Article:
Gummed-up eyelids caused me to misread the bedside clock and I got up an hour early. Not wanting to disturb VR by going back to bed, I took to the downstairs couch and let my mind wander. Thought about interviewing, the basis of my ex-job as a journalist.
I've interviewed hundreds. MDs, engineers, academics, travellers from the top deck of the Clapham omnibus, teachers, men of the cloth, bike racers powered and unpowered, software geeks. Brits, Germans, Americans, the French, Italians, Venezuelans, Antipodeans, Swedes (lots of them), Canucks. In Tokyo I questioned a logistics specialist via a translator, in Geneva - daringly - I interviewed the catering manageress of the World Health Organisation in French.
These weren't adversarial encounters as seen on telly, I was simply after info. Even so, skills are involved. You need to keep your mind open as well as your ears. To compare today’s revelation with a chance remark you overheard six months ago.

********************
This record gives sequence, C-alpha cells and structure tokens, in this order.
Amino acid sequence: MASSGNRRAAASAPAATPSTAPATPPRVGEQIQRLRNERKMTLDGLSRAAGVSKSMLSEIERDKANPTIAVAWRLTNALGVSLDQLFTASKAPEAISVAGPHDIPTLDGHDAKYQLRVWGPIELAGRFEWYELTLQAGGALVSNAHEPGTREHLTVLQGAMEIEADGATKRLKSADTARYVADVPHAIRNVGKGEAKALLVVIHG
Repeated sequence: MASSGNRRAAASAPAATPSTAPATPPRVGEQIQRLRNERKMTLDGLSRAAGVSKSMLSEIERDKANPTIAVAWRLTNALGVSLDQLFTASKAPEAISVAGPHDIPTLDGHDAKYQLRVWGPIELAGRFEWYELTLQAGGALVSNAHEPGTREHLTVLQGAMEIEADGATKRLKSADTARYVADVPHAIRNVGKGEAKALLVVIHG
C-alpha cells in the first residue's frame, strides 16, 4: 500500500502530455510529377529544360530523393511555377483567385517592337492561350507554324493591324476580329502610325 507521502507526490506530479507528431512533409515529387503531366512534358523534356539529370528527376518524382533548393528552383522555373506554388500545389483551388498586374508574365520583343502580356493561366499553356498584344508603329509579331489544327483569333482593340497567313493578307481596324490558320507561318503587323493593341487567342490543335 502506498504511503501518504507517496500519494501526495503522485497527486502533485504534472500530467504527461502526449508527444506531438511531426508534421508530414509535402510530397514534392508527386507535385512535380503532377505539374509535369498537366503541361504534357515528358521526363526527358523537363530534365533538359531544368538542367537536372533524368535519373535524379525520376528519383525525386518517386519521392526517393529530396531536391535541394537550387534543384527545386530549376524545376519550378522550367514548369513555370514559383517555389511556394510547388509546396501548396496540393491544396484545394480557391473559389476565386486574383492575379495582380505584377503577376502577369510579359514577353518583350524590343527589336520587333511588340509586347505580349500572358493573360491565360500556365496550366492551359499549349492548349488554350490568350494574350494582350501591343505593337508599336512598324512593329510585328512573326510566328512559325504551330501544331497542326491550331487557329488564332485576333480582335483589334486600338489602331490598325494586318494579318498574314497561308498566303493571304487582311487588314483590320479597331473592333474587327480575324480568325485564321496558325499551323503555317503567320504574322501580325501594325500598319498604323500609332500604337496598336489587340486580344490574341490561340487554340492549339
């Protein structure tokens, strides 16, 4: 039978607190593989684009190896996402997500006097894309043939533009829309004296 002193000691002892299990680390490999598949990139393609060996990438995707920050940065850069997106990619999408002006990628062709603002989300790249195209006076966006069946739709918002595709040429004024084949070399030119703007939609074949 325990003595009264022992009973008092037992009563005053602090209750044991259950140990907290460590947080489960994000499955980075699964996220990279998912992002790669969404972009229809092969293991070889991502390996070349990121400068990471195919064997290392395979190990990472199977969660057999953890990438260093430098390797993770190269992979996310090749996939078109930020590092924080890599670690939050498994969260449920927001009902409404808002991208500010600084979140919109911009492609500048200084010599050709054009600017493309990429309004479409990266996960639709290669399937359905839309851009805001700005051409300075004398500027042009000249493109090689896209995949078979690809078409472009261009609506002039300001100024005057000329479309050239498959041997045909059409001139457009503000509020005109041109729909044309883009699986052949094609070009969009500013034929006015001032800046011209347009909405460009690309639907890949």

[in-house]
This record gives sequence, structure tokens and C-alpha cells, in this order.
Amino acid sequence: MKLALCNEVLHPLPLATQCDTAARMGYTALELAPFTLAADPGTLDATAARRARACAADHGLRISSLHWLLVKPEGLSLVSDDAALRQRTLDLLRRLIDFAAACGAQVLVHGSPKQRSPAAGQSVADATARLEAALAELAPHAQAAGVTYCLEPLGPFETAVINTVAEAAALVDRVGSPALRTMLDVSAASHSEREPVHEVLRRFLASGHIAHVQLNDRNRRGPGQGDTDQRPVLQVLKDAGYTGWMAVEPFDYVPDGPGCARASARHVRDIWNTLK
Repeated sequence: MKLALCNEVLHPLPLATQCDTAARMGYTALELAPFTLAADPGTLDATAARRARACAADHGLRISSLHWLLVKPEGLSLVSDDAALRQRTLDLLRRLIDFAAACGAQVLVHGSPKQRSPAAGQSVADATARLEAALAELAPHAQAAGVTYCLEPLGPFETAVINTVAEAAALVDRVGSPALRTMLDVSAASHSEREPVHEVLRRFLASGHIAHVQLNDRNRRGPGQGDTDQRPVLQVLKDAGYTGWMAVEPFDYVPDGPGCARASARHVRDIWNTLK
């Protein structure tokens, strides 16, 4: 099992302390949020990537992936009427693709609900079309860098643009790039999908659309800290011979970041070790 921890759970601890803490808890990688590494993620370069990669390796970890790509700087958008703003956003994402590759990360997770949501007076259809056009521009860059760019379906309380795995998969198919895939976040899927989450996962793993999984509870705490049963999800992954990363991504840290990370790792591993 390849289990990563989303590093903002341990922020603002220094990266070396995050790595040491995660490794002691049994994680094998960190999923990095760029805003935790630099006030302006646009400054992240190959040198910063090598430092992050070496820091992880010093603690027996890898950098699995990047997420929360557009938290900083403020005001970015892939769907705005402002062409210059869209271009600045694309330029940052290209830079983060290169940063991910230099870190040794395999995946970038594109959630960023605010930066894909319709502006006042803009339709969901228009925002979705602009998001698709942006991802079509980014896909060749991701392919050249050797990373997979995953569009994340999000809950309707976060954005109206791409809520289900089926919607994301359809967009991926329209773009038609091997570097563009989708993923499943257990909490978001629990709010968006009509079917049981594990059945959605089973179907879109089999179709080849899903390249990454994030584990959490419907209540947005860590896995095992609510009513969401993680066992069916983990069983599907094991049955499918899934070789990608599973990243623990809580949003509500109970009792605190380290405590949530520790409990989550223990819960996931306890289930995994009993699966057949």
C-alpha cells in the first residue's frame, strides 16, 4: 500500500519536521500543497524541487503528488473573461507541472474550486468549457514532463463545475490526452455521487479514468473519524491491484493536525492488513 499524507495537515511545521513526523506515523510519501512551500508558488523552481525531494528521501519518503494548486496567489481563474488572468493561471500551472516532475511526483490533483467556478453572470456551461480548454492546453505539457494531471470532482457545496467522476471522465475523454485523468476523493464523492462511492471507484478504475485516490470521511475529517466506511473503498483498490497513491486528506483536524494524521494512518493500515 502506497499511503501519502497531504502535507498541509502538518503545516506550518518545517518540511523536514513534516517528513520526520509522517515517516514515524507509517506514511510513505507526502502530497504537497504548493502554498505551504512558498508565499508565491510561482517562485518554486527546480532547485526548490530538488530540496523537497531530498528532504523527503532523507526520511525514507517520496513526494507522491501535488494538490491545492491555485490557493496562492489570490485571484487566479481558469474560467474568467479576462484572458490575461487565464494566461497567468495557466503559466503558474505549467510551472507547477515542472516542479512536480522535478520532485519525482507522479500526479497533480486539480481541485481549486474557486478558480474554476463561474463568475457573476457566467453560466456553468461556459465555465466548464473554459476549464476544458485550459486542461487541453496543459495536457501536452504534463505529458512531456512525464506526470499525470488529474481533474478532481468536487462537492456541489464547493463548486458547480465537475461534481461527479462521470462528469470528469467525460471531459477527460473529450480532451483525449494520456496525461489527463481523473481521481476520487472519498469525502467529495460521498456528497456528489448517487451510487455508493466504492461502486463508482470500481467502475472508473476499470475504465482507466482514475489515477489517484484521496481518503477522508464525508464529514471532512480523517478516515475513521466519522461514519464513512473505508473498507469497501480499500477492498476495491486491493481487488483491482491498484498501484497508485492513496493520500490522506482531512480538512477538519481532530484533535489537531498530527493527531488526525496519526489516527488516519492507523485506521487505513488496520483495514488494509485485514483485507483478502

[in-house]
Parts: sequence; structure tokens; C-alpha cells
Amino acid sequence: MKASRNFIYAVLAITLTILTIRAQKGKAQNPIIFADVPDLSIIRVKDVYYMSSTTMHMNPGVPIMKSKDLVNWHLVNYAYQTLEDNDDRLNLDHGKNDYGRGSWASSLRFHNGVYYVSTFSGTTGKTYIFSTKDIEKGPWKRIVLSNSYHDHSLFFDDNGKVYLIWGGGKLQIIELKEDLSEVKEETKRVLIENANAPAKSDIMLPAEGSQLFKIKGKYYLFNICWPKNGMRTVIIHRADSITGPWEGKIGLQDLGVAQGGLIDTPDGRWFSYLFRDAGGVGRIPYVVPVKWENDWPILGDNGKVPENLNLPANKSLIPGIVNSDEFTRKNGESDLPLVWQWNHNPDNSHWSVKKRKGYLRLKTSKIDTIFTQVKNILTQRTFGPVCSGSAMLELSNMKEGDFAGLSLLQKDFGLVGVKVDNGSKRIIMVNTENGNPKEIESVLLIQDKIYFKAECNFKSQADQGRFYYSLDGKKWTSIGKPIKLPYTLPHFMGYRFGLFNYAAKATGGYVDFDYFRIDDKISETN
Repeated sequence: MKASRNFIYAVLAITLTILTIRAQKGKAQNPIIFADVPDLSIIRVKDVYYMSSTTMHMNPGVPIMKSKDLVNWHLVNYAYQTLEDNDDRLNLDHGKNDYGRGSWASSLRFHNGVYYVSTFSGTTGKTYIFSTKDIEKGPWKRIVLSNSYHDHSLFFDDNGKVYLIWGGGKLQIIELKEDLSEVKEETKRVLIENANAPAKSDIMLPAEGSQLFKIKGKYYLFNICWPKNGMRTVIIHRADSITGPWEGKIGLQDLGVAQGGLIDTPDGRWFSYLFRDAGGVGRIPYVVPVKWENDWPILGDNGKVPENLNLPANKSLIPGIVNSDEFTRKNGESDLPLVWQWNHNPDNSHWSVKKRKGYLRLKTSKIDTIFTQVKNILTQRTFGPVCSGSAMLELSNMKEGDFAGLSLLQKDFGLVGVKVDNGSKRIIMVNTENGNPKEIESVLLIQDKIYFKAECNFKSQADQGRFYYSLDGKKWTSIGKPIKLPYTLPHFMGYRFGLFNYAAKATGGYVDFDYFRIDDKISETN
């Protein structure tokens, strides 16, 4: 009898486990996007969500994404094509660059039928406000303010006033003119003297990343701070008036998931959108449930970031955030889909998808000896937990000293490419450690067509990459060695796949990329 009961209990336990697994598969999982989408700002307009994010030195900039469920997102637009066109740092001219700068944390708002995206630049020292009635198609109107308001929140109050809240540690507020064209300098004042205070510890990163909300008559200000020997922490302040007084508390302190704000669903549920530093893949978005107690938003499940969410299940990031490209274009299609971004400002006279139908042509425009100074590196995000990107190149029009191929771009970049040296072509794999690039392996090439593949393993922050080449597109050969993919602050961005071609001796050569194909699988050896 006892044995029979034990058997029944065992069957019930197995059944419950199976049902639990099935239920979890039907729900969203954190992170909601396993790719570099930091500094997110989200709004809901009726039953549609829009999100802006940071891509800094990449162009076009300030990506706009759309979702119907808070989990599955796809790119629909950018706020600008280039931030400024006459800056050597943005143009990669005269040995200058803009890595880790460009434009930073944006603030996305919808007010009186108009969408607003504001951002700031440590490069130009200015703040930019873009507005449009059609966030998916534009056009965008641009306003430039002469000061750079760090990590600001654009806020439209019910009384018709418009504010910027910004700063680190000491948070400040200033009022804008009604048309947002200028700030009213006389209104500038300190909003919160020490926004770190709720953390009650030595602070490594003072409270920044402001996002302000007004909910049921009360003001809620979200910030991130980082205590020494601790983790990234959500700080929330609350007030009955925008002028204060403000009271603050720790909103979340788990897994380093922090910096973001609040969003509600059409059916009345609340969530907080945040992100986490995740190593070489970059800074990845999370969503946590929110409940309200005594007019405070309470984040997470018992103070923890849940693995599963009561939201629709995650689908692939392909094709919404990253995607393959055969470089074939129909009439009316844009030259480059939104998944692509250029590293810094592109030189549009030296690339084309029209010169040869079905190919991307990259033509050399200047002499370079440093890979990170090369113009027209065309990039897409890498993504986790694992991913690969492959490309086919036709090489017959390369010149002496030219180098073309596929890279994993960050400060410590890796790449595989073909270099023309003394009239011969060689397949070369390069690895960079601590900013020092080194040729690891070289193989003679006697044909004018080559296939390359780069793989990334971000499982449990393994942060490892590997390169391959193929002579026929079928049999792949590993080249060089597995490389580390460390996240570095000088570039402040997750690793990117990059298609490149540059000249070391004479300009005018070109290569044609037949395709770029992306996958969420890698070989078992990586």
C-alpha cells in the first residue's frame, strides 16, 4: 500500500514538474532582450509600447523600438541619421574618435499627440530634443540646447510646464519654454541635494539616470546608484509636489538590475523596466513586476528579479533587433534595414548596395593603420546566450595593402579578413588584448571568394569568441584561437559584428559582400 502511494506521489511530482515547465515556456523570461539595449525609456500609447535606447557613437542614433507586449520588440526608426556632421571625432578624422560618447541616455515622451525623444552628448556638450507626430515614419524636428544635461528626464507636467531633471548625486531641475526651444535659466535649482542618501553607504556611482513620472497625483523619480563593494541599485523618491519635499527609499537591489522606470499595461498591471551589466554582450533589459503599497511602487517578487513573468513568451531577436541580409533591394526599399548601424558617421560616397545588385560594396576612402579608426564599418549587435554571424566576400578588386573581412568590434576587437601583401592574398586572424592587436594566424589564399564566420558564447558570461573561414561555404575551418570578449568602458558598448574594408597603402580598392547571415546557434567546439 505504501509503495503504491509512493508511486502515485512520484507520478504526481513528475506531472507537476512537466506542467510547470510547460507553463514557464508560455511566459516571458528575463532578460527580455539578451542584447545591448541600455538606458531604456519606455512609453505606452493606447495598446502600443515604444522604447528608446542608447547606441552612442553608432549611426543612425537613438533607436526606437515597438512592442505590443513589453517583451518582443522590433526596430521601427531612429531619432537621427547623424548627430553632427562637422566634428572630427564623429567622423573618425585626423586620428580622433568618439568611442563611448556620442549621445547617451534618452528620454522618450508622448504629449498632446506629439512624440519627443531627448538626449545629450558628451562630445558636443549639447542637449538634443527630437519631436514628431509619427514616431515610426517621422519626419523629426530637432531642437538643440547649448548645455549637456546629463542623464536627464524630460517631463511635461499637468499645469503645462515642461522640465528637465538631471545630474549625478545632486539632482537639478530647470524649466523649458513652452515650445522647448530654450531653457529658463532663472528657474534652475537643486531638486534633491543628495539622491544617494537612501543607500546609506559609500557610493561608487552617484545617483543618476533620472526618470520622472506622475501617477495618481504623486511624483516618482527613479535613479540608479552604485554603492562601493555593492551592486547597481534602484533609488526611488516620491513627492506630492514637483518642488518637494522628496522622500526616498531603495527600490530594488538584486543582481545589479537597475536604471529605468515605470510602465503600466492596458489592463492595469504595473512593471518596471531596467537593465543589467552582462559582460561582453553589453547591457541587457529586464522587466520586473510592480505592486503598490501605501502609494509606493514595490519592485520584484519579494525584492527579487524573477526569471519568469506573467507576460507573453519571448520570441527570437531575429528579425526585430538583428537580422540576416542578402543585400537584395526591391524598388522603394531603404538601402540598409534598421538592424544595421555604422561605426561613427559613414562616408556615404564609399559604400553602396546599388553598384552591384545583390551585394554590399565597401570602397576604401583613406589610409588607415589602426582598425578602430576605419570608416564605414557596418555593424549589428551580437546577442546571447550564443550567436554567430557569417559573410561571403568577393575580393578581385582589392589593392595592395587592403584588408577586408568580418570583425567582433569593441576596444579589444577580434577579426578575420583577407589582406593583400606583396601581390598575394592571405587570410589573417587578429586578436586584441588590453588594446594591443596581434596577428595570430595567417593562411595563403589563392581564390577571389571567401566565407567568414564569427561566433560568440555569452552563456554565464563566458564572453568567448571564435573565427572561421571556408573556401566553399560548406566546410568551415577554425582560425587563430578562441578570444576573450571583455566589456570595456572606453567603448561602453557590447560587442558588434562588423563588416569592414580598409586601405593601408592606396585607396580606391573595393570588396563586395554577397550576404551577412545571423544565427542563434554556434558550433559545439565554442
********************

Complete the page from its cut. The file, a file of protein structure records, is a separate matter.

Notes are essential. You must keep track of what you're asking so that the answers build up naturally into the article you will eventually write. It's important not to come over as stupid since you'll usually be talking to experts. You have to show you know things, not in depth, shallow will do. I am naturally facetious but I made that work for me. You cannot afford to be shy.
In whodunnits the rule is Cherchez la femme. In my latter-day journalism it was Cherchez l'argent. Cash usually defines success and failure even in activities away from business; many are reticent about this and it's your job to prise them open.
If there’s a rapport it’s exhilarating, a bit like ice-dancing.
Could I do it now, old and enfeebled? I reckon. Wanna try me out?